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Should Residents Get Disability Insurance? Yes, and this is why.

The life of a medical resident isn’t easy. You’ve spent eight years or more in undergraduate studies and medical school. Student loans are piling up. You’re working 12 - 16 hours a day and making $50-$60k a year. There's no time to think about the future, let alone what you would do if something catastrophic happened. Besides, there's no room in your budget for anything beyond basic living expenses. Given these circumstances, buying physician disability insurance may be something you want to delay. But that would be a mistake. This article is your guide to resident disability insurance. Let's go.

Why Residents Should Buy Individual Disability Insurance

Remember, no one plans on becoming disabled, especially when they are young. However, 25% of 20-somethings today will be disabled by the time they retire. You might think you are covered through your group policy, but group disability for physicians won’t give you the protection you need. This is because group policies are not underwritten. Instead, group policies cover everyone within X group (hospital, association, etc.) which leaves little room for personalization. Plus, group policies can be canceled or modified at any time, sometimes without your knowledge! For that reason, individual disability insurance is the way to go. You can customize it to meet your unique needs and plan for your financial future. Here is why you should buy disability insurance as a resident:

Protect Current Income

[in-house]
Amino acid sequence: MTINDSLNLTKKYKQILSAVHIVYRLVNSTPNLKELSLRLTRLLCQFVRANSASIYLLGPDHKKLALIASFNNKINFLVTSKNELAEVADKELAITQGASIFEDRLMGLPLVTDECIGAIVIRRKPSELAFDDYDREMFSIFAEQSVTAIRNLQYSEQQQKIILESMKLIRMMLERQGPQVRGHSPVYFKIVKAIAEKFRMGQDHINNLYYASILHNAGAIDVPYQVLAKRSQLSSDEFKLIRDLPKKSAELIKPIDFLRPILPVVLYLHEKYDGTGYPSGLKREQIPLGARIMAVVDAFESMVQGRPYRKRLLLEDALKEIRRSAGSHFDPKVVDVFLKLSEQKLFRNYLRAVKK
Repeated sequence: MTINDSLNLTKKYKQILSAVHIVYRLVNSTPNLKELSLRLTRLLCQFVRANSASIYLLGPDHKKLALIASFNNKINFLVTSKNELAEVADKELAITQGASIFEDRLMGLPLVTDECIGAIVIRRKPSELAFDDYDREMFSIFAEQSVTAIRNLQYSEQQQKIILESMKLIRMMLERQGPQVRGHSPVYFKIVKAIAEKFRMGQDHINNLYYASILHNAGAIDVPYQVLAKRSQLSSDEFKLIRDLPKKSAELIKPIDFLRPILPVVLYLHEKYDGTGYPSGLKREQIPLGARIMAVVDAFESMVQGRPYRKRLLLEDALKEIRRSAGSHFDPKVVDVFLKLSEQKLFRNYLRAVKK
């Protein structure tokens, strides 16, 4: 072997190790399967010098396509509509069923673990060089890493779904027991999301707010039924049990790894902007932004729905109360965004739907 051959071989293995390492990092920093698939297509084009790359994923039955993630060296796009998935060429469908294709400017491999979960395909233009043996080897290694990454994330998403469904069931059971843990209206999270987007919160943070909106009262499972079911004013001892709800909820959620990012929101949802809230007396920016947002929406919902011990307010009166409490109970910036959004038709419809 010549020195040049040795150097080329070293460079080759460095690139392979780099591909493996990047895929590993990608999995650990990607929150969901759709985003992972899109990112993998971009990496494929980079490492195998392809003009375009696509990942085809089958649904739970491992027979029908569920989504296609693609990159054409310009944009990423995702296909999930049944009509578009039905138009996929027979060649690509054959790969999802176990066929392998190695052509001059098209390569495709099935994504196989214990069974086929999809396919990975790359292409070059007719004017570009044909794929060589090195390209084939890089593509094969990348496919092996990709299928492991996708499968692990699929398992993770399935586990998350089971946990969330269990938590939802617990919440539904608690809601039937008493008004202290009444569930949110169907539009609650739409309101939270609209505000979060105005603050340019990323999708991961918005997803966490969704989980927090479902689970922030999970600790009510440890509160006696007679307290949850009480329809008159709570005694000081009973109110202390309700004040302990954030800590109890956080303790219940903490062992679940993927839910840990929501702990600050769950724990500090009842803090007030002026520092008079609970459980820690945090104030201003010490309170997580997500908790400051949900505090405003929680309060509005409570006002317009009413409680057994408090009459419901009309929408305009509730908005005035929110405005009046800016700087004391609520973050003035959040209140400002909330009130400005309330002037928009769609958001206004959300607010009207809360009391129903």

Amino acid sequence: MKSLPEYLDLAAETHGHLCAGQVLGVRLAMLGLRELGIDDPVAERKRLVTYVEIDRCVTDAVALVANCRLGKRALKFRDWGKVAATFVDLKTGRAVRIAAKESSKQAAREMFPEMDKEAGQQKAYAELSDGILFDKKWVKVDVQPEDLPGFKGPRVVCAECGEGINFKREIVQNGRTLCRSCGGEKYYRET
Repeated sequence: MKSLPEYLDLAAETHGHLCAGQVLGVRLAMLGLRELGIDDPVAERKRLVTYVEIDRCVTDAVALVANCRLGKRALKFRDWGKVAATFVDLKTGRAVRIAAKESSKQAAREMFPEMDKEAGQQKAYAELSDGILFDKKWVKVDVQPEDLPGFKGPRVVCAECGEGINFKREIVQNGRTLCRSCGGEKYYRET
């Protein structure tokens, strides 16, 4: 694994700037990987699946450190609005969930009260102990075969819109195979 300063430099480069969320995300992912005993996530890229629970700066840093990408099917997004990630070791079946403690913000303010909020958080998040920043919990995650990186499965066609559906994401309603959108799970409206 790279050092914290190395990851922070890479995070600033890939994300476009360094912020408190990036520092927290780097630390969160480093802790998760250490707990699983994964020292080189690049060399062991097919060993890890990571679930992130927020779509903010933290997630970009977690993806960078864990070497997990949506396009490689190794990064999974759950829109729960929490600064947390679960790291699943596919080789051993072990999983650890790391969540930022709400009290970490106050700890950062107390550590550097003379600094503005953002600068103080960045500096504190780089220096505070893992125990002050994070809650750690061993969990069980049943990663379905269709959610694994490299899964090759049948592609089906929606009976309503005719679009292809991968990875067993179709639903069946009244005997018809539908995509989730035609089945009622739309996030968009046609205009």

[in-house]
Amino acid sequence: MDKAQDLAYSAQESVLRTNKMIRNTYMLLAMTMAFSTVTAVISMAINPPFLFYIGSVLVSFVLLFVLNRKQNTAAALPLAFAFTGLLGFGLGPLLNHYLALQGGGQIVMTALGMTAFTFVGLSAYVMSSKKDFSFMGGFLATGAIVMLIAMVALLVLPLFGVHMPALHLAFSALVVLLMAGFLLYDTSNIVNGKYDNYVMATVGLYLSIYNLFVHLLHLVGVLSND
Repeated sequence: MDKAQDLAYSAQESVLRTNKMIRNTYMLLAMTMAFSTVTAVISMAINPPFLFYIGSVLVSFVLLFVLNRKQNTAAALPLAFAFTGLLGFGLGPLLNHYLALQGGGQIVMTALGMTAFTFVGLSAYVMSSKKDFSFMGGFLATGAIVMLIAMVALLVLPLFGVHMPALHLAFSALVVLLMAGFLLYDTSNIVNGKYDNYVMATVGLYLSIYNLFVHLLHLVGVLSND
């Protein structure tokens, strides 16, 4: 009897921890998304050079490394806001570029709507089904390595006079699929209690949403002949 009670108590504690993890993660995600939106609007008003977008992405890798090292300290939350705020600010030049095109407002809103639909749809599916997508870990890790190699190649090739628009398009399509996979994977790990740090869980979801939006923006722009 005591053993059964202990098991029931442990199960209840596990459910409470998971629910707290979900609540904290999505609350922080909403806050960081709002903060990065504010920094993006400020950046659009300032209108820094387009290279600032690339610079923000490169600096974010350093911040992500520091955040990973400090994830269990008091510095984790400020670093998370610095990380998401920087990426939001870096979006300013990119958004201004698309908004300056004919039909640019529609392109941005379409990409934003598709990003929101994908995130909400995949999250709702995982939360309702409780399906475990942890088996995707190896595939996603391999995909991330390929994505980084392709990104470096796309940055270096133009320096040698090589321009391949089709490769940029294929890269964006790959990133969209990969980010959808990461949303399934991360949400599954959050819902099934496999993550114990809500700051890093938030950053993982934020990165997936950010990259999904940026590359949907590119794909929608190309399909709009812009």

If you become disabled during your residency, you may find yourself unable to participate in the program. If you can't participate in the program, then you would lose your income. If you have a family, physician mortgage, student loans or other obligations, losing your income would be catastrophic. Even if you declare bankruptcy following a disability, student loans are difficult to discharge. Therefore, disability insurance benefits can help you replace the income you would lose due to injury or illness.

More Affordable Than Ever

Buying a policy while you are in residency will lock in your premium for decades. One of the major underwriting factors that determine the cost of disability insurance is age. The younger you are, the less you will spend on coverage. Waiting until you can “afford” physician disability insurance will end up costing you more. For example, if you buy resident disability insurance at age 30 instead of age 35, you will save $75 per month, $920 per year, and $4,500 over the course of your career!

Student Loan Rider

Physician disability insurance doesn’t just help replace your income in the case of an illness or injury, it can also help you pay off your debts. By adding a student loan rider to your disability insurance policy, some insurers will actually help you pay back your student loans (up to an agreed upon amount) without tapping into your lost income benefit. That is a win-win.

You Can Enhance Later

Disability insurance coverage is based on your current income. Resident and fellow benefits are typically capped around $5,000 and $6,500 a month, regardless of your specialty or income. If you have an employment agreement signed while in residency, then you may be able to increase that cap. But if not, no worries! The great thing about physician disability insurance is that it is flexible. For example, there is something called a Future Increase Option Rider which allows you to add more coverage without having to go through medical underwriting again. In other words, you can lock in your premium during residency (low) but buy more coverage once you are an attending physician! We'll review more riders below.